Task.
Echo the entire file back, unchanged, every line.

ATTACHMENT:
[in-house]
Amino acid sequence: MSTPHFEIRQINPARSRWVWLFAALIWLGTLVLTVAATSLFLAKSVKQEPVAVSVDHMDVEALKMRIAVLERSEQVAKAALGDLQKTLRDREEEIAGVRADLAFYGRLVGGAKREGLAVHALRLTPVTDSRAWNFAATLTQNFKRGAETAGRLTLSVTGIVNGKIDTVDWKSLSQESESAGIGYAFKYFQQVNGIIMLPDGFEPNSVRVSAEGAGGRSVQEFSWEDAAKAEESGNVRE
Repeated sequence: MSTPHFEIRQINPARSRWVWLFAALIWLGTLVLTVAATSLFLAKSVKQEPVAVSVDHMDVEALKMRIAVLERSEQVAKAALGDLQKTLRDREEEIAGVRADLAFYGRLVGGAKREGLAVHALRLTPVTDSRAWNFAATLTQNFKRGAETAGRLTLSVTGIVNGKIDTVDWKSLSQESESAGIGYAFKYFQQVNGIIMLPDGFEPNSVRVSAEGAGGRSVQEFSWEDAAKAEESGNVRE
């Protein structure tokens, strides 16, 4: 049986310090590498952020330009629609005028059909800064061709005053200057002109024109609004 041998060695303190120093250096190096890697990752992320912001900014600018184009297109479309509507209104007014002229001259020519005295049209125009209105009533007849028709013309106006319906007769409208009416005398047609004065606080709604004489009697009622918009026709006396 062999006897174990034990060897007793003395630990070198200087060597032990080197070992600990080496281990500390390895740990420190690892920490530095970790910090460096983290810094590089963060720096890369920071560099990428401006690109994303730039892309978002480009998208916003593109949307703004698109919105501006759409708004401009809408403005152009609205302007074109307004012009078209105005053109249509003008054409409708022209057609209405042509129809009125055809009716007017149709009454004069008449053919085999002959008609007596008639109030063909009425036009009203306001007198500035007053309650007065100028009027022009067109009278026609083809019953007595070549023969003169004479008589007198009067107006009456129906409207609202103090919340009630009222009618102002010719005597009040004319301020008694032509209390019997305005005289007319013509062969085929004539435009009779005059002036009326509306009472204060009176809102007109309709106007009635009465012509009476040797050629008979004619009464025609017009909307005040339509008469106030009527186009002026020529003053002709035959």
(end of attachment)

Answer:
[in-house]
Amino acid sequence: MSTPHFEIRQINPARSRWVWLFAALIWLGTLVLTVAATSLFLAKSVKQEPVAVSVDHMDVEALKMRIAVLERSEQVAKAALGDLQKTLRDREEEIAGVRADLAFYGRLVGGAKREGLAVHALRLTPVTDSRAWNFAATLTQNFKRGAETAGRLTLSVTGIVNGKIDTVDWKSLSQESESAGIGYAFKYFQQVNGIIMLPDGFEPNSVRVSAEGAGGRSVQEFSWEDAAKAEESGNVRE
Repeated sequence: MSTPHFEIRQINPARSRWVWLFAALIWLGTLVLTVAATSLFLAKSVKQEPVAVSVDHMDVEALKMRIAVLERSEQVAKAALGDLQKTLRDREEEIAGVRADLAFYGRLVGGAKREGLAVHALRLTPVTDSRAWNFAATLTQNFKRGAETAGRLTLSVTGIVNGKIDTVDWKSLSQESESAGIGYAFKYFQQVNGIIMLPDGFEPNSVRVSAEGAGGRSVQEFSWEDAAKAEESGNVRE
């Protein structure tokens, strides 16, 4: 049986310090590498952020330009629609005028059909800064061709005053200057002109024109609004 041998060695303190120093250096190096890697990752992320912001900014600018184009297109479309509507209104007014002229001259020519005295049209125009209105009533007849028709013309106006319906007769409208009416005398047609004065606080709604004489009697009622918009026709006396 062999006897174990034990060897007793003395630990070198200087060597032990080197070992600990080496281990500390390895740990420190690892920490530095970790910090460096983290810094590089963060720096890369920071560099990428401006690109994303730039892309978002480009998208916003593109949307703004698109919105501006759409708004401009809408403005152009609205302007074109307004012009078209105005053109249509003008054409409708022209057609209405042509129809009125055809009716007017149709009454004069008449053919085999002959008609007596008639109030063909009425036009009203306001007198500035007053309650007065100028009027022009067109009278026609083809019953007595070549023969003169004479008589007198009067107006009456129906409207609202103090919340009630009222009618102002010719005597009040004319301020008694032509209390019997305005005289007319013509062969085929004539435009009779005059002036009326509306009472204060009176809102007109309709106007009635009465012509009476040797050629008979004619009464025609017009909307005040339509008469106030009527186009002026020529003053002709035959």